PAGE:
OBJECTIVE: To describe the epidemiological and clinical features of donovanosis and their relevance to the possible coincident risk of HIV-1 transmission in patients attending an STD clinic. DESIGN: Assessment of patients with donovanosis diagnosed by the detection of Donovan bodies on tissue smears stained by the RapiDiff technique. SETTING: City Health STD Clinic, King Edward VIII Hospital, Durban, South Africa. PARTICIPANTS: One hundred and seventy one patients with donovanosis. RESULTS: Donovan bodies were detected in 171 (130 men, 41 women). Ulcers were present for longer than 28 days in 72 (55.4%) men and 19 (46.3%) women. Ninety five (55.6%) came from rural areas. Lesions were ulcero-granulomatous in 162, hypertrophic in eight and necrotic in one. Anal lesions were detected in one woman. Only one of 21 regular sexual partners examined was infected with donovanosis. Complete healing was observed in 41 (24%) who attended for follow up. Extensive lesions were sometimes observed in pregnant women. Serological tests for syphilis were positive in 40 (23.4%). HIV-1 antibodies were detected in 4/48 men and 0/15 women who underwent HIV testing. Donovanosis ulcers in three HIV-1 seropositive men were cured by standard antibiotic therapy. CONCLUSIONS: Delay in presentation, extensive areas of genital ulceration and lack of co-existent infection with donovanosis among sexual partners were notable features. Primary health care facilities in rural areas do not appear to be providing an adequate service for patients with donovanosis. HIV control programmes should consider specific measures aimed at eradicating donovanosis in areas where the condition is prevalent.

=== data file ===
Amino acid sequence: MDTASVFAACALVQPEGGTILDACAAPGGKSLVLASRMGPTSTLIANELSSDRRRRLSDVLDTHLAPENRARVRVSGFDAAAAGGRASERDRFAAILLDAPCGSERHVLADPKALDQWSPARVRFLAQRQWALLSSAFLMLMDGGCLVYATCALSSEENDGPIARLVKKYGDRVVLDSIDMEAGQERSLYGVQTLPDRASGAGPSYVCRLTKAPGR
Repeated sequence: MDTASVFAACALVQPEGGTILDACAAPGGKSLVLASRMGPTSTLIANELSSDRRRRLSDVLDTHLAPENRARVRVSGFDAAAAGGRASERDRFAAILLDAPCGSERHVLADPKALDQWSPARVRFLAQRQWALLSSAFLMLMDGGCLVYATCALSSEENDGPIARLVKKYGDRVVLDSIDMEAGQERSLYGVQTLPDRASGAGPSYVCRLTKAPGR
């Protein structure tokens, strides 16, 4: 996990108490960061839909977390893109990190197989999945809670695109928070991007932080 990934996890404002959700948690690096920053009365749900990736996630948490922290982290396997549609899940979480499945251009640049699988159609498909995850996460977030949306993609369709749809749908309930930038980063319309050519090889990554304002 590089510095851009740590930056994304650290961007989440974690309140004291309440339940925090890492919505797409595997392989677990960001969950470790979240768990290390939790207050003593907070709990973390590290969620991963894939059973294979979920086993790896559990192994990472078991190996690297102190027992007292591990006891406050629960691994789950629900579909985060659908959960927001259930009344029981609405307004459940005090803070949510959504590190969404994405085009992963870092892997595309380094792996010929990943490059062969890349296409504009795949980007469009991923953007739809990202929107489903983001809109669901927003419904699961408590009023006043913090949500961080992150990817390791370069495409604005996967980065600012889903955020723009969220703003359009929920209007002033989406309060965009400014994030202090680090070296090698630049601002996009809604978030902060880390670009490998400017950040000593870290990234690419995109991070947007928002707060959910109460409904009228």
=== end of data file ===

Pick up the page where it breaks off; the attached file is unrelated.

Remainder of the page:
PMCID: PMC1195040  PMID: 8509089
20.  Trends in reported cases of donovanosis in Durban, South Africa. 
Genitourinary Medicine  1992;68(6):366-369.